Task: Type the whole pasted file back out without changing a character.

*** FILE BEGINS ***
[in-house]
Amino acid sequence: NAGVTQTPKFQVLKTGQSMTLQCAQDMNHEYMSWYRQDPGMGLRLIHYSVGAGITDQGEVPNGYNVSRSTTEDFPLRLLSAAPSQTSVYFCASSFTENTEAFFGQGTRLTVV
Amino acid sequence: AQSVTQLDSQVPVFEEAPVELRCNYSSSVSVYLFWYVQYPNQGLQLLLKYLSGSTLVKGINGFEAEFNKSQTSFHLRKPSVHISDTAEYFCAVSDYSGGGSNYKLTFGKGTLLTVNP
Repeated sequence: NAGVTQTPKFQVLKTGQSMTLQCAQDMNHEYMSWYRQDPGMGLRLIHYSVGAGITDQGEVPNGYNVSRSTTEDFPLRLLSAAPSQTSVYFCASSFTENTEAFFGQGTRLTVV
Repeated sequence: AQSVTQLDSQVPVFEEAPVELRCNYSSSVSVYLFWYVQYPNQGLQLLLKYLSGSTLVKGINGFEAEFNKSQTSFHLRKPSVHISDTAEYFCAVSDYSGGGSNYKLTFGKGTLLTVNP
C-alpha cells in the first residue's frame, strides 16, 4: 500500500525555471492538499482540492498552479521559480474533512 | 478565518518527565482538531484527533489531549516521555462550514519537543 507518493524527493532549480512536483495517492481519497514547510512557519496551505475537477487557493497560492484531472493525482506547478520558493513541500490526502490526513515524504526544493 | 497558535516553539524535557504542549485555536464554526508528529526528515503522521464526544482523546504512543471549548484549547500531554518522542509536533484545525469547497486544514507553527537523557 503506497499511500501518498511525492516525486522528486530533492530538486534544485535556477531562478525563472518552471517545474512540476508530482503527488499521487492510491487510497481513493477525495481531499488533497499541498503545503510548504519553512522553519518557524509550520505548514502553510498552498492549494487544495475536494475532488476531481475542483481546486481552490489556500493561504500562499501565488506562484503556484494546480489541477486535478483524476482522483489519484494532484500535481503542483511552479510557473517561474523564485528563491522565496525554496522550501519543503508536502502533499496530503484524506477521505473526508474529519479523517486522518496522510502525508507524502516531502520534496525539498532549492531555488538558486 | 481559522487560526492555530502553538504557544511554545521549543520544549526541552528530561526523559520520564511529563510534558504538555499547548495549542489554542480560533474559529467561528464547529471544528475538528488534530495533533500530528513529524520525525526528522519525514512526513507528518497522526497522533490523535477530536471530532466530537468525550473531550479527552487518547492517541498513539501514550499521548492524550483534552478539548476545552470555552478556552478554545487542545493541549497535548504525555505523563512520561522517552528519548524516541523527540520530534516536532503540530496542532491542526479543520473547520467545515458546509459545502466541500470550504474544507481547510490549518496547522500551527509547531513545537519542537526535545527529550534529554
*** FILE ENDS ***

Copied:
[in-house]
Amino acid sequence: NAGVTQTPKFQVLKTGQSMTLQCAQDMNHEYMSWYRQDPGMGLRLIHYSVGAGITDQGEVPNGYNVSRSTTEDFPLRLLSAAPSQTSVYFCASSFTENTEAFFGQGTRLTVV
Amino acid sequence: AQSVTQLDSQVPVFEEAPVELRCNYSSSVSVYLFWYVQYPNQGLQLLLKYLSGSTLVKGINGFEAEFNKSQTSFHLRKPSVHISDTAEYFCAVSDYSGGGSNYKLTFGKGTLLTVNP
Repeated sequence: NAGVTQTPKFQVLKTGQSMTLQCAQDMNHEYMSWYRQDPGMGLRLIHYSVGAGITDQGEVPNGYNVSRSTTEDFPLRLLSAAPSQTSVYFCASSFTENTEAFFGQGTRLTVV
Repeated sequence: AQSVTQLDSQVPVFEEAPVELRCNYSSSVSVYLFWYVQYPNQGLQLLLKYLSGSTLVKGINGFEAEFNKSQTSFHLRKPSVHISDTAEYFCAVSDYSGGGSNYKLTFGKGTLLTVNP
C-alpha cells in the first residue's frame, strides 16, 4: 500500500525555471492538499482540492498552479521559480474533512 | 478565518518527565482538531484527533489531549516521555462550514519537543 507518493524527493532549480512536483495517492481519497514547510512557519496551505475537477487557493497560492484531472493525482506547478520558493513541500490526502490526513515524504526544493 | 497558535516553539524535557504542549485555536464554526508528529526528515503522521464526544482523546504512543471549548484549547500531554518522542509536533484545525469547497486544514507553527537523557 503506497499511500501518498511525492516525486522528486530533492530538486534544485535556477531562478525563472518552471517545474512540476508530482503527488499521487492510491487510497481513493477525495481531499488533497499541498503545503510548504519553512522553519518557524509550520505548514502553510498552498492549494487544495475536494475532488476531481475542483481546486481552490489556500493561504500562499501565488506562484503556484494546480489541477486535478483524476482522483489519484494532484500535481503542483511552479510557473517561474523564485528563491522565496525554496522550501519543503508536502502533499496530503484524506477521505473526508474529519479523517486522518496522510502525508507524502516531502520534496525539498532549492531555488538558486 | 481559522487560526492555530502553538504557544511554545521549543520544549526541552528530561526523559520520564511529563510534558504538555499547548495549542489554542480560533474559529467561528464547529471544528475538528488534530495533533500530528513529524520525525526528522519525514512526513507528518497522526497522533490523535477530536471530532466530537468525550473531550479527552487518547492517541498513539501514550499521548492524550483534552478539548476545552470555552478556552478554545487542545493541549497535548504525555505523563512520561522517552528519548524516541523527540520530534516536532503540530496542532491542526479543520473547520467545515458546509459545502466541500470550504474544507481547510490549518496547522500551527509547531513545537519542537526535545527529550534529554